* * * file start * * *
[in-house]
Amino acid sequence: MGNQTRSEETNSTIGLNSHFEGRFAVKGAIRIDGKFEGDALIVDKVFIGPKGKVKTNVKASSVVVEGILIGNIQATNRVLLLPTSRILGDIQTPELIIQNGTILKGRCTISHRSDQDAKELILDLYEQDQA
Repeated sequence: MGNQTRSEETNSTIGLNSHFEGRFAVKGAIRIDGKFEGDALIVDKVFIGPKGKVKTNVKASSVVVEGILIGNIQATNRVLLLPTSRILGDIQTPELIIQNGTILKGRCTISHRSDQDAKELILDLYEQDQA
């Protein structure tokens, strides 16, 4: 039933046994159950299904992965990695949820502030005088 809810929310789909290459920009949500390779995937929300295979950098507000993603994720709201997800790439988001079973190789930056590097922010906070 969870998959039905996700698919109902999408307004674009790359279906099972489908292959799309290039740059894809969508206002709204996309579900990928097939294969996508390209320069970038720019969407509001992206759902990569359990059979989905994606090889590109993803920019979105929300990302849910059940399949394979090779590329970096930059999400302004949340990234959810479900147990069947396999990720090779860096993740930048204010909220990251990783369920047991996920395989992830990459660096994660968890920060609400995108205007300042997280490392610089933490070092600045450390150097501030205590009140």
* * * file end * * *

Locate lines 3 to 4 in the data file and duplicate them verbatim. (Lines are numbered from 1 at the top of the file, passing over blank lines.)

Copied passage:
Repeated sequence: MGNQTRSEETNSTIGLNSHFEGRFAVKGAIRIDGKFEGDALIVDKVFIGPKGKVKTNVKASSVVVEGILIGNIQATNRVLLLPTSRILGDIQTPELIIQNGTILKGRCTISHRSDQDAKELILDLYEQDQA
């Protein structure tokens, strides 16, 4: 039933046994159950299904992965990695949820502030005088 809810929310789909290459920009949500390779995937929300295979950098507000993603994720709201997800790439988001079973190789930056590097922010906070 969870998959039905996700698919109902999408307004674009790359279906099972489908292959799309290039740059894809969508206002709204996309579900990928097939294969996508390209320069970038720019969407509001992206759902990569359990059979989905994606090889590109993803920019979105929300990302849910059940399949394979090779590329970096930059999400302004949340990234959810479900147990069947396999990720090779860096993740930048204010909220990251990783369920047991996920395989992830990459660096994660968890920060609400995108205007300042997280490392610089933490070092600045450390150097501030205590009140």